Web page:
Morice's Stories in Attic Greek / Edition 1

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Based on theclassic 1894 text by F. D. Morice, this is a collection of straightforward prose narratives with characters and incidents from history and mythology; it mayl also serve to introduce Ancient Greek culture. Stories are divided into 100-word sections, with vocabulary and appendix of proper names. Appropriate for intermediate-level Greek.
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Editorial Reviews

From the Publisher
A delightful assortment of passages adapted from or inspired by the work of ancient Greek authors. Updated notes and hints for reading, along with a full vocabulary list at the back, make the book user-friendly for students at the intermediate level of Greek.

- Anne Groton, St. Olaf College

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Product Details

  • ISBN-13: 9781585101894
  • Publisher: Focus Publishing/R. Pullins Co.
  • Publication date: 11/21/2005
  • Language: Greek, Modern (1453- )
  • Edition description: Revised
  • Edition number: 1
  • Pages: 208
  • Product dimensions: 6.00 (w) x 9.00 (h) x 0.44 (d)

Meet the Author

Anne Mahoney is Lecturer in Classics at Tufts  University and holds a Ph.D. from Boston University. She has published articles and reviews on Greek poetry, particularly drama; and on Latin poetry, from Saturnians to the nineteenth century. She also has overseen the revision of Allen and Greenough's New Latin Grammar for Focus Publishing and updated the metrical material in that key reference work.
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Table of Contents

Preface to the Focus Edition
Prefact to the 1879 Edition
Hints for Reading
Easy Stories
Vocabulary of Proper Names
Notes on Sources
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For the present edition, I have revised Morice’s Hints to Beginners (now Hints for Reading) and his notes in accordance with modern principles in the teaching of Greek. Morice assumed students would be construing and translating these stories, rather than simply reading them. He suggested that students should begin by locating the main verb, then its subject, then obvious modifiers. This promotes the idea that Greek is a puzzle to be decoded rather than a language that can be used for actual communication. Instead, I have given suggestions about reading Greek as it is written, by phrases, in the normal Greek word order, rather than attempting to re-arrange it into something approximating English.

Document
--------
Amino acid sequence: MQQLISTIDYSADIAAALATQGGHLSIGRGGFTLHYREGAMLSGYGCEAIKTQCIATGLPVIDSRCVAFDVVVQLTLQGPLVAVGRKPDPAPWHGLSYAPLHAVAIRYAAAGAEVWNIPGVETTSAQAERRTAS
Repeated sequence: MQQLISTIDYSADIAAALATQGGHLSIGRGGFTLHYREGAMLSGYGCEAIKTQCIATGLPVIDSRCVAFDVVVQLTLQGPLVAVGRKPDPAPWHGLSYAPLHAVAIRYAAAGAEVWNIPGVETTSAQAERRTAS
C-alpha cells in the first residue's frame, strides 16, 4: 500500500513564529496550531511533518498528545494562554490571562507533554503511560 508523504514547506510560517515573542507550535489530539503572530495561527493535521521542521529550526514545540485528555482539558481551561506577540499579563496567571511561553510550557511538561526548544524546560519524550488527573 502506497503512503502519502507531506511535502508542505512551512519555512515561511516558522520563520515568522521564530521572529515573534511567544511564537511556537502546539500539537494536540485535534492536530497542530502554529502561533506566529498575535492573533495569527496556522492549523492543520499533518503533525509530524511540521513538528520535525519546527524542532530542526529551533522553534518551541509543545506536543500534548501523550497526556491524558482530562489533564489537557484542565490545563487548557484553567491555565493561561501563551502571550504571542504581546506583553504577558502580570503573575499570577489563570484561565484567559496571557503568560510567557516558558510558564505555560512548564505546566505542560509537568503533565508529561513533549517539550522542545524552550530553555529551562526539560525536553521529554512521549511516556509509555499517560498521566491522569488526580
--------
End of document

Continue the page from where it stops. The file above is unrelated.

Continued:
I have also updated several dated references, for example to sums of money, and given at least one classical (or other) source for most of the stories. Some are traditional and some may be Morice’s own inventions. Those that are classical are often told by more than one author; I have not made any attempt to produce an exhaustive list of variant forms.

Notes on the first dozen or so selections are fuller than those for the later ones. In the first 198 stories, verb forms are printed with hyphens setting off reduplication, augment, or prefixes, so that the basic root of the verb will be easier to recognize. This simplification is dropped for the remaining 65 stories, to help students get used to verbs as they appear in standard editions.

Because many Greek students have already studied Latin, and others will go on to do so, the notes occasionally draw parallels with Latin grammar. If students already know the Latin forms or constructions, this is helpful, and if not, it may make them curious about the younger classical language. Morice, of course, assumed that all his readers were more experienced in Latin than in Greek. This can no longer be assumed, so in no case is the Latin parallel the only explanation for a point of Greek grammar.

There are several ways to use these stories in the Greek classroom. Morice designed them as transitional reading, between the textbook and the class’s first unadapted Greek. Because there are so many stories, students can get as much practice as they need. The stories can also be used as a supplement in an intermediate-level class, somewhat easier than the main readings, to allow the class practice in rapid, fluent reading. They are also appropriate for sight passages on quizzes or exams, and as each numbered section is just 100 words long, it is easy to control the amount of reading being assigned.

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